While many companies protect their patents like precious, money-making offspring, GE and social product development company Quirky have partnered to allow "at-home" inventors access to thousands of lab-tested patents.
GE, which traces its roots to Thomas Edison and is based in Fairfield, Conn., and Quirky, a four-year old company based in New York City, appear to be as different as can be.
Not so, says Ben Kaufman, founder of Quirky.
"There's one thing we both have in common, believe it or not. We both stand for invention. We believe humans should leave the world a better place than they found it, and invention is a vehicle for that," he said.
GE's famous advertising slogan is, after all: We bring good things to life.
"There is no other company like GE that is a thought leader in invention," Kaufman said. "We are a company that set out four years ago to make invention accessible."
Quirky's business model allows anyone to become an inventor, Kaufman said. It uses crowdsourcing to develop and provide feedback and shares up to 30 percent of any resulting revenue if a product is brought to market.
As part of the partnership announced on Wednesday, GE will release thousands of patents over time to Quirky's online community of inventors starting in May.
Initially, 200 patents will be available for any member of the public to view, and eventually "thousands" will become available. Quirky boasts that it brings three products to market every week.
Beth Comstock, GE's senior vice president and chief marketing officer, said she applauds Quirky's speed in product development.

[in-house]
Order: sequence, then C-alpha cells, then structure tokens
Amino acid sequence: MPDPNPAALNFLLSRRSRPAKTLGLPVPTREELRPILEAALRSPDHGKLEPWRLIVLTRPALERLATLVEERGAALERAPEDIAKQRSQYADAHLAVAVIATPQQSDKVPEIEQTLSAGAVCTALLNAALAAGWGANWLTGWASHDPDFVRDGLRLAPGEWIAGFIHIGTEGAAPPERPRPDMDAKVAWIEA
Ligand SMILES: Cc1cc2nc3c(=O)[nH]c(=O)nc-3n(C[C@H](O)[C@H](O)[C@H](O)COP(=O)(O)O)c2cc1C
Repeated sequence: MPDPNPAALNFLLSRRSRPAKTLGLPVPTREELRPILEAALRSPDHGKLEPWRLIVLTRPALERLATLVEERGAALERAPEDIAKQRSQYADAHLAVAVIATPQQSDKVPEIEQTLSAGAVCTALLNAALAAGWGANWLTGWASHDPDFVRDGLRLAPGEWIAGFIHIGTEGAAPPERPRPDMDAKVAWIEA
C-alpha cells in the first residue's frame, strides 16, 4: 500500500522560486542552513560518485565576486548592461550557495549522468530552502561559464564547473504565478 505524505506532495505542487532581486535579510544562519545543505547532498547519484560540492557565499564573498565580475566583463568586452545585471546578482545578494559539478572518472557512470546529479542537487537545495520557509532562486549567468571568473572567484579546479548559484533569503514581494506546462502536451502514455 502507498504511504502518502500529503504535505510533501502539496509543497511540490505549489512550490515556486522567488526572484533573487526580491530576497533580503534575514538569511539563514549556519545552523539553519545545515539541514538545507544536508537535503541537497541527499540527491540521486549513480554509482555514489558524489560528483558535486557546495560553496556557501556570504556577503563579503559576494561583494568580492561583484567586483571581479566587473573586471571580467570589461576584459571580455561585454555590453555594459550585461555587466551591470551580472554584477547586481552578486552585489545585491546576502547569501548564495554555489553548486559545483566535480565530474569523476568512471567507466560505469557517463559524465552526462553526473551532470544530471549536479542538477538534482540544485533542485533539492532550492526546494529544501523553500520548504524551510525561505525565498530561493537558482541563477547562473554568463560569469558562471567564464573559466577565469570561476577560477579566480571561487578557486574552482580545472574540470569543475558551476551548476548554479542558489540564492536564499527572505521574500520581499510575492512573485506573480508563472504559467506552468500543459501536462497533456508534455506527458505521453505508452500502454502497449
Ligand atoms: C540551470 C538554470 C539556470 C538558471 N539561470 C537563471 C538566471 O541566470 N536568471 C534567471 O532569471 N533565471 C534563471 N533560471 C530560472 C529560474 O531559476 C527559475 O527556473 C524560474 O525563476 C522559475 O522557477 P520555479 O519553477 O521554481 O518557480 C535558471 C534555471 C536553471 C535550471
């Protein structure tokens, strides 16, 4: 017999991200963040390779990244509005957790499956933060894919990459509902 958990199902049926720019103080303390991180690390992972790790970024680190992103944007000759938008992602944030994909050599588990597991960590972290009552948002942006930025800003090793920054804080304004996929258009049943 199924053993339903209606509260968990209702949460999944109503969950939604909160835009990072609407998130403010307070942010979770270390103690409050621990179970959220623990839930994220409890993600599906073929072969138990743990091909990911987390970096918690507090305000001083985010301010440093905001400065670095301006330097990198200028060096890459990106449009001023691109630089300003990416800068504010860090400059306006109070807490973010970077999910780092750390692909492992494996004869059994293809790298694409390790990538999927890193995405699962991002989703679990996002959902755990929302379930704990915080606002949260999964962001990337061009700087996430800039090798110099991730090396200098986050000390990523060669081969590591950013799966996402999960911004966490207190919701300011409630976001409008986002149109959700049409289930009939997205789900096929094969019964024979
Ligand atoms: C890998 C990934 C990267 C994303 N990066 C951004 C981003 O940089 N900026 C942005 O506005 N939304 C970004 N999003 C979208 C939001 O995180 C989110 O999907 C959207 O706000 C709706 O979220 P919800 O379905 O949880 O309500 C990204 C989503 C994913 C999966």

"We admire Quirky's speed, collaboration and inventiveness and by opening up lab-proven technology and patents to everyday inventors we can help inspire new ideas and accelerate advanced manufacturing innovation," she said in a statement.
Quirky and GE are not disclosing the terms of their agreement, but Kaufman said the revenue share for inventors is the same as it has always been: 30 percent of revenue for items sold through Quirky's website and 10 percent for items sold in retail stores. Quirky takes care of the manufacturing and distribution.
"We haven't the changed reward structure in the four years we've been doing this, and we don't plan to," he said.
Asked if inventors could get a better deal developing and selling a product on their own, Kaufman said Quirky's revenue offer is three to five times market royalties. Not only do inventors get paid, but Quirky's "collaborators," or those who offer feedback to develop a product, get a cut too.
The average Quirky product is owned by 1,000 people and there are some inventors on the site making millions of dollars a year, Kaufman said.
Some of the patents available will include optical systems, such as holographic technologies and ultra-high barrier technology which enables thinner electronic devices. But you don't need an engineering degree to be an inventor with these patents, Kaufman said.
"We're here to make invention accessible. It allows people who are stay-at-home moms and retirees to become inventors," he said.
Also part of the partnership, GE and Quirky hope to co-develop a line of app-enabled products.
"It's one of the most exciting categories in consumer products," Kaufman said.
The two companies invite the public to submit ideas at Quirky.com/GE and will review the first round of product ideas on April 17.